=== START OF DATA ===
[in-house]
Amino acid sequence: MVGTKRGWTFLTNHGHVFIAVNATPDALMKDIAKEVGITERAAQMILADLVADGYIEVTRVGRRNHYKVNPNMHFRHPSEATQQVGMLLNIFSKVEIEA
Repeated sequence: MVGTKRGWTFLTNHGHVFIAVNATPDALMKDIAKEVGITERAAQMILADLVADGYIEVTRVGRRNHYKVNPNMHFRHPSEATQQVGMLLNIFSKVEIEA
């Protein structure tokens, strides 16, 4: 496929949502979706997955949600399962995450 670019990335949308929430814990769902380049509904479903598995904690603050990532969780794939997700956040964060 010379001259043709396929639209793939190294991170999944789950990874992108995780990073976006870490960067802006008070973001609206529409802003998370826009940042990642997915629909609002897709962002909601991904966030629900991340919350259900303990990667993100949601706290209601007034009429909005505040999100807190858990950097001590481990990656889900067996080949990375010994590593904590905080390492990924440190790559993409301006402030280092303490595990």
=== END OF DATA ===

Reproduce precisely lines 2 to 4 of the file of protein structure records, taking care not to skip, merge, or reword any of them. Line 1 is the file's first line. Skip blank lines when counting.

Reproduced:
Amino acid sequence: MVGTKRGWTFLTNHGHVFIAVNATPDALMKDIAKEVGITERAAQMILADLVADGYIEVTRVGRRNHYKVNPNMHFRHPSEATQQVGMLLNIFSKVEIEA
Repeated sequence: MVGTKRGWTFLTNHGHVFIAVNATPDALMKDIAKEVGITERAAQMILADLVADGYIEVTRVGRRNHYKVNPNMHFRHPSEATQQVGMLLNIFSKVEIEA
């Protein structure tokens, strides 16, 4: 496929949502979706997955949600399962995450 670019990335949308929430814990769902380049509904479903598995904690603050990532969780794939997700956040964060 010379001259043709396929639209793939190294991170999944789950990874992108995780990073976006870490960067802006008070973001609206529409802003998370826009940042990642997915629909609002897709962002909601991904966030629900991340919350259900303990990667993100949601706290209601007034009429909005505040999100807190858990950097001590481990990656889900067996080949990375010994590593904590905080390492990924440190790559993409301006402030280092303490595990």